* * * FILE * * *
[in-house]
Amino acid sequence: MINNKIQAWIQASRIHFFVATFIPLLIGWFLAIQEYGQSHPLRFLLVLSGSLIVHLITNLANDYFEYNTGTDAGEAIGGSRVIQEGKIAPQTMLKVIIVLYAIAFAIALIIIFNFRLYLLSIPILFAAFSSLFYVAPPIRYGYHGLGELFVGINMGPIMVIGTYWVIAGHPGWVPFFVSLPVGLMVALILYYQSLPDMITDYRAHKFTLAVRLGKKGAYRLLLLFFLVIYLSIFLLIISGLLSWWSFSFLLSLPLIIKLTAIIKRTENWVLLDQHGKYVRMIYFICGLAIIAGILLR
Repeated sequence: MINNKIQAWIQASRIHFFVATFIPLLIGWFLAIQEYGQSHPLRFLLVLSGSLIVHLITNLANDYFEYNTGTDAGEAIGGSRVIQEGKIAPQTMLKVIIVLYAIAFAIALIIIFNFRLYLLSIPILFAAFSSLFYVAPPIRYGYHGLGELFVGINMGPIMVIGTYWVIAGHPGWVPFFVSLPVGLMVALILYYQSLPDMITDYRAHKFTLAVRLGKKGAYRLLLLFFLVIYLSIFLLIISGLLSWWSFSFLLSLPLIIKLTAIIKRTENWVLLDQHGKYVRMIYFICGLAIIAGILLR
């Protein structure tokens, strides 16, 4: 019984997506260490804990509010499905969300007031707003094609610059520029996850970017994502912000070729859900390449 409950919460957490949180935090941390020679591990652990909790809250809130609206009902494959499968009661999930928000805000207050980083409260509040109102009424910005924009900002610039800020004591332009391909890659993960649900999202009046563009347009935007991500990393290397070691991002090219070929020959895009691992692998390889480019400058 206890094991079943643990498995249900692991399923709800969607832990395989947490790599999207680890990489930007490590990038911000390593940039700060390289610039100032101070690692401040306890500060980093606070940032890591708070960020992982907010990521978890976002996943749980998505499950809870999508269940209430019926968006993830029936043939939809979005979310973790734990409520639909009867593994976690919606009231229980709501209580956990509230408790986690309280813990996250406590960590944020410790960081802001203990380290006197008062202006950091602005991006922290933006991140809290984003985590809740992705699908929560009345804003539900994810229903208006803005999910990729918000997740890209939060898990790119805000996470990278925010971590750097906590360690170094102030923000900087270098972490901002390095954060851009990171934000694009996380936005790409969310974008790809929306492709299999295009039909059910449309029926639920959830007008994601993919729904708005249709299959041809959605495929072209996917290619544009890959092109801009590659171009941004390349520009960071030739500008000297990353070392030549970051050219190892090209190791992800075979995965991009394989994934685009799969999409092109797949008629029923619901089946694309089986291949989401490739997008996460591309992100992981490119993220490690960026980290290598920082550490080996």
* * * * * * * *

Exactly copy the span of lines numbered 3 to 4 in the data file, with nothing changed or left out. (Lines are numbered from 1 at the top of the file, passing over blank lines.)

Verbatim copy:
Repeated sequence: MINNKIQAWIQASRIHFFVATFIPLLIGWFLAIQEYGQSHPLRFLLVLSGSLIVHLITNLANDYFEYNTGTDAGEAIGGSRVIQEGKIAPQTMLKVIIVLYAIAFAIALIIIFNFRLYLLSIPILFAAFSSLFYVAPPIRYGYHGLGELFVGINMGPIMVIGTYWVIAGHPGWVPFFVSLPVGLMVALILYYQSLPDMITDYRAHKFTLAVRLGKKGAYRLLLLFFLVIYLSIFLLIISGLLSWWSFSFLLSLPLIIKLTAIIKRTENWVLLDQHGKYVRMIYFICGLAIIAGILLR
């Protein structure tokens, strides 16, 4: 019984997506260490804990509010499905969300007031707003094609610059520029996850970017994502912000070729859900390449 409950919460957490949180935090941390020679591990652990909790809250809130609206009902494959499968009661999930928000805000207050980083409260509040109102009424910005924009900002610039800020004591332009391909890659993960649900999202009046563009347009935007991500990393290397070691991002090219070929020959895009691992692998390889480019400058 206890094991079943643990498995249900692991399923709800969607832990395989947490790599999207680890990489930007490590990038911000390593940039700060390289610039100032101070690692401040306890500060980093606070940032890591708070960020992982907010990521978890976002996943749980998505499950809870999508269940209430019926968006993830029936043939939809979005979310973790734990409520639909009867593994976690919606009231229980709501209580956990509230408790986690309280813990996250406590960590944020410790960081802001203990380290006197008062202006950091602005991006922290933006991140809290984003985590809740992705699908929560009345804003539900994810229903208006803005999910990729918000997740890209939060898990790119805000996470990278925010971590750097906590360690170094102030923000900087270098972490901002390095954060851009990171934000694009996380936005790409969310974008790809929306492709299999295009039909059910449309029926639920959830007008994601993919729904708005249709299959041809959605495929072209996917290619544009890959092109801009590659171009941004390349520009960071030739500008000297990353070392030549970051050219190892090209190791992800075979995965991009394989994934685009799969999409092109797949008629029923619901089946694309089986291949989401490739997008996460591309992100992981490119993220490690960026980290290598920082550490080996």